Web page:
Parts of my hometown are flooded right now, as the Forked River has overflowed its banks, and several levees have broken after the heavy rainfalls over the weekend. Here’s a link to an article in the local paper with some pictures and a video of the flooding in Dyersburg. If you watch the video, you can see the Dairy Queen where my wife and I met my Mom and Dad for a blizzard last week after my brother’s soccer game; it was my favorite hang-out in high school.
It may sound silly or overly-dramatic to some, but watching this footage and reading articles like these has had a very stirring effect on me. These are not just interesting or astounding visual images of flooded neighborhoods and fields. This is my home, the place in which God in His providence has planted me for most of my life, and my heart is consequently tied to to the land that has been flooded and the people who are being evacuated from their homes. My wife is originally from the Nashville area, which has experienced far greater devastation at this point, and she testifies to the same feeling. We are not alone here; the same principle is compelling hundreds of volunteers to spend their days and nights shoveling sand into bags and cooking for emergency workers and lending a hand however they can. It’s that idea of rootedness, attachment to a particular place, that I have always found so beautiful. It is perhaps displayed most prominently on occasions like this.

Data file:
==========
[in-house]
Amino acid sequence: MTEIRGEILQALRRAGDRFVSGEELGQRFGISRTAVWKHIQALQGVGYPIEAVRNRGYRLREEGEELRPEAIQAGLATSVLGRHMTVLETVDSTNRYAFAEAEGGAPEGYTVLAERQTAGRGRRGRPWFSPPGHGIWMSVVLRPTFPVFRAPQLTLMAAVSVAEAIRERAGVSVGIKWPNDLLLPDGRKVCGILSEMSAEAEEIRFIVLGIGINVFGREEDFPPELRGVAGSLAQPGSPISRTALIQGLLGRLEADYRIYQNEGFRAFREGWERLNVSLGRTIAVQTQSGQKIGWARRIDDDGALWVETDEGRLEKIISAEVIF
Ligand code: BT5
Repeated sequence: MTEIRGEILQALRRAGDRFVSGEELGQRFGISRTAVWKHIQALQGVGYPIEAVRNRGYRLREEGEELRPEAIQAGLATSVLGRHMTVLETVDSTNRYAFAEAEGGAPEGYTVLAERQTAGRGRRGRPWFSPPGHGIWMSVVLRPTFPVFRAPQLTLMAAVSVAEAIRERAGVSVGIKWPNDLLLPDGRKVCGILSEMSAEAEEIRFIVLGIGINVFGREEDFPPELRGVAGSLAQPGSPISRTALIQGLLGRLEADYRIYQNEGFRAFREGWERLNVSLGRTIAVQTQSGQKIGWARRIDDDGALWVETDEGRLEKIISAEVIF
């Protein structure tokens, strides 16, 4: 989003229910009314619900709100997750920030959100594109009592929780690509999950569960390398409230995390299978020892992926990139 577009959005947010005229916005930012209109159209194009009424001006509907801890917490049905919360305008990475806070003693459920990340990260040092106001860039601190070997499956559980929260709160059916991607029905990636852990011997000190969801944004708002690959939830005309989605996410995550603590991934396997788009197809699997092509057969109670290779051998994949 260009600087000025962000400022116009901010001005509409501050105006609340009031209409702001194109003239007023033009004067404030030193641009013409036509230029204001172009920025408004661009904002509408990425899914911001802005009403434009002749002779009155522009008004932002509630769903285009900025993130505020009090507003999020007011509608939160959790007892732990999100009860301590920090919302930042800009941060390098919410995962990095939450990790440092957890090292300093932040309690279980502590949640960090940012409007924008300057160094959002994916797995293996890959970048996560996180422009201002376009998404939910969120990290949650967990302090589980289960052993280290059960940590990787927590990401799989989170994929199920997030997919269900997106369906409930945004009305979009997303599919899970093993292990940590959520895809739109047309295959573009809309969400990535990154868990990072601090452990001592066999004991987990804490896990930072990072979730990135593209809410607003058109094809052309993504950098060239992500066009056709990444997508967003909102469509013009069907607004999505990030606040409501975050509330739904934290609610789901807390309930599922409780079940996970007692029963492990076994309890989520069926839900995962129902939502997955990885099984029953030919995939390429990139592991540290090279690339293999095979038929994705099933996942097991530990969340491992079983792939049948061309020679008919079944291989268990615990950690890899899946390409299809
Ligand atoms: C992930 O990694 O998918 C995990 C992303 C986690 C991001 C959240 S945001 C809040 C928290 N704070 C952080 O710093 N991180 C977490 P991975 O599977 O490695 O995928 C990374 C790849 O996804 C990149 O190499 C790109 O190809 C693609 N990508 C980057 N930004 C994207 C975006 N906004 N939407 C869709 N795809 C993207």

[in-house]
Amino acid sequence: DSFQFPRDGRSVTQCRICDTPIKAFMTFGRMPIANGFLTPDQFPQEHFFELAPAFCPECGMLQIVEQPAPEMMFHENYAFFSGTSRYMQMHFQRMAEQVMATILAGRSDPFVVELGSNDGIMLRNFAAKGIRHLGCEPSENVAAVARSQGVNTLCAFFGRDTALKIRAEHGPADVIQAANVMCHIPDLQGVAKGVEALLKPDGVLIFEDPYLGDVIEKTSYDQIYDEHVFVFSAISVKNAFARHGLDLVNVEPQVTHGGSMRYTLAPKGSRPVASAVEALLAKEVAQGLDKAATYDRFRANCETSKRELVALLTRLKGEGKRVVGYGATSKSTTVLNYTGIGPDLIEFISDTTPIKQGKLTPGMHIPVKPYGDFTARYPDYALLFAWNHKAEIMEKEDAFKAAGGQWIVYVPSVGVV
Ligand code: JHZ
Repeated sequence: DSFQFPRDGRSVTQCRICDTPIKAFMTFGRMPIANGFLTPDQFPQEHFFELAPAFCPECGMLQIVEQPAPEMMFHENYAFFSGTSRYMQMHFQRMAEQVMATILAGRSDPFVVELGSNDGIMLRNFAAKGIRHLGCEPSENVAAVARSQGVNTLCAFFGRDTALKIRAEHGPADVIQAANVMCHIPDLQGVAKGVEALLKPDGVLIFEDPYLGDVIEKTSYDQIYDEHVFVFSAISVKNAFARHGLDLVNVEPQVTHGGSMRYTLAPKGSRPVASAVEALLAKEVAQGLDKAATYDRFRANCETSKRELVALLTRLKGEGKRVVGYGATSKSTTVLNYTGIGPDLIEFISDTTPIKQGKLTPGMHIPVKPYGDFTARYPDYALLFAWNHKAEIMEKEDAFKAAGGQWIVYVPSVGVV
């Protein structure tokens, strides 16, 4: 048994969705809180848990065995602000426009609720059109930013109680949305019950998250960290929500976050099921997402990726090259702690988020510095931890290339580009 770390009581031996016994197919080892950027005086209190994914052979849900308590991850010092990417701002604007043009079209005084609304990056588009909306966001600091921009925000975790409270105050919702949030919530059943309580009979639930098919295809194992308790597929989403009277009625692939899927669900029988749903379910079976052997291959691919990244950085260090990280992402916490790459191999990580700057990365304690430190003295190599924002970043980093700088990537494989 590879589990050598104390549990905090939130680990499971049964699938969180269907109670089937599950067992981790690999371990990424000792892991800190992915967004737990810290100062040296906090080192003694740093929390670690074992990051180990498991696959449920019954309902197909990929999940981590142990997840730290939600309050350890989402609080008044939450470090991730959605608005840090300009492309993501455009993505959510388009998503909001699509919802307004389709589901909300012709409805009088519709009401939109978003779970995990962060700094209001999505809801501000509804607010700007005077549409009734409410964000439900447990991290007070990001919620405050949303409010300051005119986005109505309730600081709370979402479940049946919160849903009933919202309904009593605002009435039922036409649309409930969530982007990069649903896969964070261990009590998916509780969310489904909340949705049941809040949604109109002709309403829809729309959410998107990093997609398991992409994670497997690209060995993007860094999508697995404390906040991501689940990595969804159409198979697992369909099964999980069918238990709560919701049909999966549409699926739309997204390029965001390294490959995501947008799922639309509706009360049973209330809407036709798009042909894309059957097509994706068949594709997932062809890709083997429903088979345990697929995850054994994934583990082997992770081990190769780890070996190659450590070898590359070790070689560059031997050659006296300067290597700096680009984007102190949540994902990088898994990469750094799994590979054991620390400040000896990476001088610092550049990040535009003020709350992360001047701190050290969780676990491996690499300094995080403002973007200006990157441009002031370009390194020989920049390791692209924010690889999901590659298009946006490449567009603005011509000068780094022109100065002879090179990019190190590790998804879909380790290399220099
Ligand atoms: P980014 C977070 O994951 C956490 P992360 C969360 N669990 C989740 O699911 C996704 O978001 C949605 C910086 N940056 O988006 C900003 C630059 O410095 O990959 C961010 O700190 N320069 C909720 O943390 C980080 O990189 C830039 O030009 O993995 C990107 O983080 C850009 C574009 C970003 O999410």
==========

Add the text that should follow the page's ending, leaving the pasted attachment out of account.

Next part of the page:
It reminded me of a quote I recently read by Stark Young in I’ll Take My Stand:
Provincialism that is a mere ramification of some insistent egotism is only less nauseous than the same egotism in its purity, raw self without any province to harp upon But provincialism proper is a fine trait. It is akin to a man’s interest in his own center, which is the most deeply rooted consideration that he has, the source of his direction, health, and soul . . . With or without knowing the rest of the world, you can, against all odds, defend your provincialism to yourself by simple inner necessity, as you think of your own nature, which you would not at bottom change with anyone else . . . People who give up their own land too readily need careful weighing, exactly as do those who are so with their convictions. I am not sure that one of the deepest mysteries, one of the great, as it were, natural beauties of the heart, does not lie in one’s love for his own land. (cited in “The Southern Phoenix,” The Southern Essays of Richard M. Weaver, 22-23)